Skip to content
Would you like to visit your local site?


We noticed you’re located in New Zealand. There isn't a local site available. Would you like to visit the Australian site?


Would you like to visit your local site?


Would you like to visit your local site?


Would you like to visit your local site?


Would you like to visit your local site?


Would you like to visit your local site?


Would you like to visit your local site?


Would you like to visit your local site?


Would you like to visit your local site?


Would you like to visit your local site?


Skip to Content
Back to Become a Creative Champion with Crayola
Sign Up!
Skip to Navigation

Health Care Helpers

Who are the people who keep us healthy and safe? Kids learn more about rescue and medical careers by showing these caregivers in action.

  • Grade 3
    Grade 4
    Grade 5
  • 60 to 90 Minutes
  • Directions

    1. Students choose a health or safety topic such as taking care of their teeth, riding bicycles, fire prevention, or doing regular exercise. With Crayola® Colored Pencils, write a list of basic health or safety rules that apply to this topic.
    2. Students find out the ways that health and safety personnel help people in daily life and during emergencies. Learn what local telephone number to call in an emergency, and the information needed. Find out about what health care and emergency workers do in the community.
    3. Design a poster or diorama showing a scene in which these workers are helping people. To make a poster, for example, you might cut blue construction paper in half on the diagonal with Crayola Scissors. Attach it to white construction paper with Crayola School Glue. Glue this sheet onto red construction paper. Write Call 911 (or your local emergency number), or other safety messages around the edge.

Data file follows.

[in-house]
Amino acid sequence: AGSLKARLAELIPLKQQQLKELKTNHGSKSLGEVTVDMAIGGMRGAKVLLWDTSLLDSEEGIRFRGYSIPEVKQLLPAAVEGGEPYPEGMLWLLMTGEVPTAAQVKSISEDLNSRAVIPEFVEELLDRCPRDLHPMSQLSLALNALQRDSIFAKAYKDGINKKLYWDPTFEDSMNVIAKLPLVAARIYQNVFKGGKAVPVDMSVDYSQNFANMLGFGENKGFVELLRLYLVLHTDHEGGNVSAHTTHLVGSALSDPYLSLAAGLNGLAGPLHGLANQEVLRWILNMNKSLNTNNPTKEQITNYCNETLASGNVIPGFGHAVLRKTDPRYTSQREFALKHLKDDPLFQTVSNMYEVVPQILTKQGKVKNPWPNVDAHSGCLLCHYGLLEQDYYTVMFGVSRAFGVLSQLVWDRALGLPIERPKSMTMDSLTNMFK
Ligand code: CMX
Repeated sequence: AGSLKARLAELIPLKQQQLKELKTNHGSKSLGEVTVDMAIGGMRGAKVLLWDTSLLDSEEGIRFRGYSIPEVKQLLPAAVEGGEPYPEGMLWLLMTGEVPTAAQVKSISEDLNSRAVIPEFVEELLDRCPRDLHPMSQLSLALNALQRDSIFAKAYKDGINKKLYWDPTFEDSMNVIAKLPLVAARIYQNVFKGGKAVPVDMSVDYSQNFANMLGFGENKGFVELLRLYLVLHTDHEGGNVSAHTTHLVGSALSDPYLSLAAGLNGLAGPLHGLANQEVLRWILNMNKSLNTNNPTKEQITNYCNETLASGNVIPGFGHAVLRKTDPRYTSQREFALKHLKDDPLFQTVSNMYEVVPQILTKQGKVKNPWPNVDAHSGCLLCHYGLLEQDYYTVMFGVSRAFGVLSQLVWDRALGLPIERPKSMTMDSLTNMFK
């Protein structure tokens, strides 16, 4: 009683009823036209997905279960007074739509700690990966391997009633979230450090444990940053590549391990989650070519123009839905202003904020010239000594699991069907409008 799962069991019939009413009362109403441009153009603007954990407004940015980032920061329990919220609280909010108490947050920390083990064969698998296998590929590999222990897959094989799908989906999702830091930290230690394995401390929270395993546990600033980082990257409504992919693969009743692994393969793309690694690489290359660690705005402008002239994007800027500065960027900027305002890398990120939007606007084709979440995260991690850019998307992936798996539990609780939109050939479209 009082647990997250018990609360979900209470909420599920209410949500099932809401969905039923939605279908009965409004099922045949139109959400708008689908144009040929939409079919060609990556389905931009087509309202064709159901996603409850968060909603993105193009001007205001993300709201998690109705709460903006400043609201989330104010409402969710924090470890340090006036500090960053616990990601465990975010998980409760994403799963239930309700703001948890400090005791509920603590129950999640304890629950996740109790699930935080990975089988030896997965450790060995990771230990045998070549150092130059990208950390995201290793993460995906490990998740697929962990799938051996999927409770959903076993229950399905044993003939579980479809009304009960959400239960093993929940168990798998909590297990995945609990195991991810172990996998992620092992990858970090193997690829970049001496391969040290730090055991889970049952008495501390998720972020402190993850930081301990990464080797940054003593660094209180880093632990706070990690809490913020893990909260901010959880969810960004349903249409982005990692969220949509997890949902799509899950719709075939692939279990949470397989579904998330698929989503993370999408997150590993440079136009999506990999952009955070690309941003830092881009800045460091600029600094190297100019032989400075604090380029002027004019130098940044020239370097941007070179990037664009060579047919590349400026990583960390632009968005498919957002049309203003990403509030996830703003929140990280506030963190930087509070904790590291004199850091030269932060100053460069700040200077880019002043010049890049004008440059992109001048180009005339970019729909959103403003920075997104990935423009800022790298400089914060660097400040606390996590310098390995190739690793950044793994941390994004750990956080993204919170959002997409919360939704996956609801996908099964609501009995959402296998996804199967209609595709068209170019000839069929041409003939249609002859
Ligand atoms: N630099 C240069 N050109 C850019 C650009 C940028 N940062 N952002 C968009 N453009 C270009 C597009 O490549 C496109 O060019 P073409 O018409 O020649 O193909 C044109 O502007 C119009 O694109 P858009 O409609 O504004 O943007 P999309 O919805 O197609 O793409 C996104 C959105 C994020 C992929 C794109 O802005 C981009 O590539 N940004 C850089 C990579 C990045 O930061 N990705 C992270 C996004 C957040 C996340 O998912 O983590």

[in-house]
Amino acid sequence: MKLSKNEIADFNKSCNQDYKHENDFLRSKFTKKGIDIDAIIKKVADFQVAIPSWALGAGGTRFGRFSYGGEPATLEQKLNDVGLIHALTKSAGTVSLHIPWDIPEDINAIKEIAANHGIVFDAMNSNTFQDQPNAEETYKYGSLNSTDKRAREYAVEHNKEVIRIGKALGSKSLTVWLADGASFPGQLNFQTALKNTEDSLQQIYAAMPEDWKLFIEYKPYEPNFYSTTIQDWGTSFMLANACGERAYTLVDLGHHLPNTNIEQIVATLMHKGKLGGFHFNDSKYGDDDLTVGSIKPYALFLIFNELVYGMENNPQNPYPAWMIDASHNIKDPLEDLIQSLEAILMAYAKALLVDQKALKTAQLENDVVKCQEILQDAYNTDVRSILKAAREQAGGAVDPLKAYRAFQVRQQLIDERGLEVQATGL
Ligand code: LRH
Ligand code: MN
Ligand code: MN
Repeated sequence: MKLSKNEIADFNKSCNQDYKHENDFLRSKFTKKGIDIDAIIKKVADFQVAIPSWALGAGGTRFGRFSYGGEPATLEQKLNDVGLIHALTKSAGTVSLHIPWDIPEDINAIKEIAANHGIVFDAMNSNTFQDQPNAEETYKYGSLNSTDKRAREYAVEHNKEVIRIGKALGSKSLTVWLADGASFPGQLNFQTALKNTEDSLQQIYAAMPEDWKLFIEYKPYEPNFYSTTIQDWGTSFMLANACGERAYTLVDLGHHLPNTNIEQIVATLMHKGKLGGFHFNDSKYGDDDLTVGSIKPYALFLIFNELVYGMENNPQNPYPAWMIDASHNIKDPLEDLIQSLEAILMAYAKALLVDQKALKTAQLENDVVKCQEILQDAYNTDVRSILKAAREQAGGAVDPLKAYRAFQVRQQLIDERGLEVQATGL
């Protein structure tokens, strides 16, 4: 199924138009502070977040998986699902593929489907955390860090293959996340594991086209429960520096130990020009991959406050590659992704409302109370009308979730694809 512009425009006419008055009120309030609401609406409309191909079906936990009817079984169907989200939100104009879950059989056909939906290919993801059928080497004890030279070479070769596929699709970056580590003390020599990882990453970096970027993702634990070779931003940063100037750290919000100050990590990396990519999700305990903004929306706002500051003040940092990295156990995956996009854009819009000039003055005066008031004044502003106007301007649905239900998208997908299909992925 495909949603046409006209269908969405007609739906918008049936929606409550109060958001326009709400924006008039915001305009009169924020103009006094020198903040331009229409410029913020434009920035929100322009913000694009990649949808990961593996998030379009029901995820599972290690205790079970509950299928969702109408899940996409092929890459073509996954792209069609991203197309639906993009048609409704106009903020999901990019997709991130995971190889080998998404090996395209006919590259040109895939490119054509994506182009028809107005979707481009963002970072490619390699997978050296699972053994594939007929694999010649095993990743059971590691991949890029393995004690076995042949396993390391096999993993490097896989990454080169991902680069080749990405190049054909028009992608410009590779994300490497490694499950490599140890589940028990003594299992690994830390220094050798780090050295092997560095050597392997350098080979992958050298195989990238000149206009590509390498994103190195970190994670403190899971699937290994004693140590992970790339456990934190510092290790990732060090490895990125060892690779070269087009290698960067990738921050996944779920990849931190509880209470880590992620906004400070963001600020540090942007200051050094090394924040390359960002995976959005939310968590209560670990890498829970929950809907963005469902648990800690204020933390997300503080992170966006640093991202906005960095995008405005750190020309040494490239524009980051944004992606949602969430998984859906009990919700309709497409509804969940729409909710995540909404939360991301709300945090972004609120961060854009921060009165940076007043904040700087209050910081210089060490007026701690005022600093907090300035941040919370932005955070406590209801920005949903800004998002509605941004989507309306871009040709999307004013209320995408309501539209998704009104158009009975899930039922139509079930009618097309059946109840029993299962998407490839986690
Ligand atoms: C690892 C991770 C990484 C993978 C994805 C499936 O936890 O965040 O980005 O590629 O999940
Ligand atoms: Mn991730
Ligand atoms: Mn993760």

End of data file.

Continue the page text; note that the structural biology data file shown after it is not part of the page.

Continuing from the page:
4. On more white construction paper, use Crayola Washable Markers, Multicultural Markers, and Fine Tip Markers to make figures of people, cars, bikes, ambulances, EMTs, doctors and/or nurses, fire fighters, police officers, and other people who might be involved. Cut out figures and glue them on the poster.
  • Standards

    LA: Integrate information from several texts on the same topic in order to write or speak about the subject knowledgeably

    LA: Read and comprehend informational texts, including history/social studies, science, and technical texts, at the high end of the grade level text complexity band independently and proficiently.

    LA: Conduct short research projects that use several sources to build knowledge through investigation of different aspects of a topic.

    LA: Recall relevant information from experiences or gather relevant information from print and digital sources; summarize or paraphrase information in notes and finished work, and provide a list of sources.

    LA: Engage effectively in a range of collaborative discussions with diverse partners on grade level topics and texts, building on others' ideas and expressing their own clearly.

    SS: Identify roles as learned behavior patterns in group situations such as student, family member, peer play group member, or club member.

    VA: Intentionally take advantage of the qualities and characteristics of art media, techniques, and processes to enhance communication of experiences and ideas.

    VA: Select and use the qualities of structures and functions of art to improve communication of ideas.

  • Adaptations

    Possible classroom resources include: Oh the Things You Can Do That Are Good for You!: All About Staying Healthy by Tish Rabe; The Monster Health Book: A Guide to Eating Healthy, Being Active & Feeling Great for Monsters & Kids! by Edward Miller;

    Invite a local health care worker to meet with the class and discuss his profession. Prior to the visit, students compose questions for the expert. After the meeting, students post learning to a class blog.

    Students research a medical condition, such as diabetes, and report on how the condition affects the human body, as well as what steps need to be taken to stay healthy. Students organize research into an electronic format for sharing with classmates.


Share this Lesson Plan

  • Creativity.
  • Capacity.
  • Collaboration.
  • Change.
Back to top